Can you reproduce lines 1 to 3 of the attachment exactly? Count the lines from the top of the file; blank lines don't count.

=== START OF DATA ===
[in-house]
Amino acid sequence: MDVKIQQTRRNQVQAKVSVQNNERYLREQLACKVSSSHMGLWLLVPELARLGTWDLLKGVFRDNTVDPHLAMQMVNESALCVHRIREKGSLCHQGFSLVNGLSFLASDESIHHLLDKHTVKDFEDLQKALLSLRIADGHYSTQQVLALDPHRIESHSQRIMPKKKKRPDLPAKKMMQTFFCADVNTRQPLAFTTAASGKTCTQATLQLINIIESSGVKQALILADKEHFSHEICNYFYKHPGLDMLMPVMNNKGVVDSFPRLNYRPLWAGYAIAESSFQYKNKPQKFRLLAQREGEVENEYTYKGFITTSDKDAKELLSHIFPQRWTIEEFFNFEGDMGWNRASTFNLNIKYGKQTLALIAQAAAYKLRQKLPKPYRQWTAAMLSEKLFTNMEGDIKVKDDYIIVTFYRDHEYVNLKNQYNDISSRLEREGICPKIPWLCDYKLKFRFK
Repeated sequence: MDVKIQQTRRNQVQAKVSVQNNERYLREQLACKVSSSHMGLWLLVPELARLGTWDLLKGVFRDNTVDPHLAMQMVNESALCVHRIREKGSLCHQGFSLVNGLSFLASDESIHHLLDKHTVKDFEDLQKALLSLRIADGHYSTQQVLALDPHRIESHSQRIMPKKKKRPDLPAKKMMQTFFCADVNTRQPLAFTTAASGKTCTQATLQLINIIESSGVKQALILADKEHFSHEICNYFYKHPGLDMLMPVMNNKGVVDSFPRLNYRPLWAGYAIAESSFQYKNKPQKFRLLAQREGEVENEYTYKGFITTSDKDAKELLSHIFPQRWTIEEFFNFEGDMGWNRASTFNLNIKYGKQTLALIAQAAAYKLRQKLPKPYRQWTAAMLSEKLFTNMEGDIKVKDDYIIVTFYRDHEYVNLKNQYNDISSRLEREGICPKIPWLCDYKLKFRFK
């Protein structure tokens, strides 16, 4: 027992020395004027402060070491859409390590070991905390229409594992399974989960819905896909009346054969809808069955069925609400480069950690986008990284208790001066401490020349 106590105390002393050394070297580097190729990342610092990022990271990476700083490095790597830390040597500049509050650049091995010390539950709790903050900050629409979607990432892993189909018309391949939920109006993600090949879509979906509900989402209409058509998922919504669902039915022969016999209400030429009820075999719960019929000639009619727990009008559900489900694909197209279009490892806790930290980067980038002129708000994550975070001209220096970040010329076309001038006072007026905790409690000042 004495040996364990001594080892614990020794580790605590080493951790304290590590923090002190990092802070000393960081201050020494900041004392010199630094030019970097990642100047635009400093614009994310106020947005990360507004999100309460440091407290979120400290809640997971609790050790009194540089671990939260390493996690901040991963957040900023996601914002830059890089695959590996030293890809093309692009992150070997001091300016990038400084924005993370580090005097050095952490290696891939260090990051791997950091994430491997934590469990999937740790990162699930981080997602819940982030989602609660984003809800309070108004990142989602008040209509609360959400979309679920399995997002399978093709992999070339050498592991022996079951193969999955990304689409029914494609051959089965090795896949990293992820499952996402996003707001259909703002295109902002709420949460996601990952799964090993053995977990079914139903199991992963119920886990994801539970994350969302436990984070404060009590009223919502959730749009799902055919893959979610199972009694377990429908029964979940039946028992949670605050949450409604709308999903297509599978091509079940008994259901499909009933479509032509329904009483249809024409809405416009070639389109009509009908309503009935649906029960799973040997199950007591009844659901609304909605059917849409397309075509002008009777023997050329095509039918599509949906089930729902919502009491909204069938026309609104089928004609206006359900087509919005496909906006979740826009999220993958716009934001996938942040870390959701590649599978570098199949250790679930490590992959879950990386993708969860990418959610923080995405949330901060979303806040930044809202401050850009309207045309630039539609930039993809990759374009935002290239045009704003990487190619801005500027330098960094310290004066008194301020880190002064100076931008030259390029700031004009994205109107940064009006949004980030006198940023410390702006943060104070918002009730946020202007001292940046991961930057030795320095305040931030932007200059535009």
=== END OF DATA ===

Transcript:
[in-house]
Amino acid sequence: MDVKIQQTRRNQVQAKVSVQNNERYLREQLACKVSSSHMGLWLLVPELARLGTWDLLKGVFRDNTVDPHLAMQMVNESALCVHRIREKGSLCHQGFSLVNGLSFLASDESIHHLLDKHTVKDFEDLQKALLSLRIADGHYSTQQVLALDPHRIESHSQRIMPKKKKRPDLPAKKMMQTFFCADVNTRQPLAFTTAASGKTCTQATLQLINIIESSGVKQALILADKEHFSHEICNYFYKHPGLDMLMPVMNNKGVVDSFPRLNYRPLWAGYAIAESSFQYKNKPQKFRLLAQREGEVENEYTYKGFITTSDKDAKELLSHIFPQRWTIEEFFNFEGDMGWNRASTFNLNIKYGKQTLALIAQAAAYKLRQKLPKPYRQWTAAMLSEKLFTNMEGDIKVKDDYIIVTFYRDHEYVNLKNQYNDISSRLEREGICPKIPWLCDYKLKFRFK
Repeated sequence: MDVKIQQTRRNQVQAKVSVQNNERYLREQLACKVSSSHMGLWLLVPELARLGTWDLLKGVFRDNTVDPHLAMQMVNESALCVHRIREKGSLCHQGFSLVNGLSFLASDESIHHLLDKHTVKDFEDLQKALLSLRIADGHYSTQQVLALDPHRIESHSQRIMPKKKKRPDLPAKKMMQTFFCADVNTRQPLAFTTAASGKTCTQATLQLINIIESSGVKQALILADKEHFSHEICNYFYKHPGLDMLMPVMNNKGVVDSFPRLNYRPLWAGYAIAESSFQYKNKPQKFRLLAQREGEVENEYTYKGFITTSDKDAKELLSHIFPQRWTIEEFFNFEGDMGWNRASTFNLNIKYGKQTLALIAQAAAYKLRQKLPKPYRQWTAAMLSEKLFTNMEGDIKVKDDYIIVTFYRDHEYVNLKNQYNDISSRLEREGICPKIPWLCDYKLKFRFK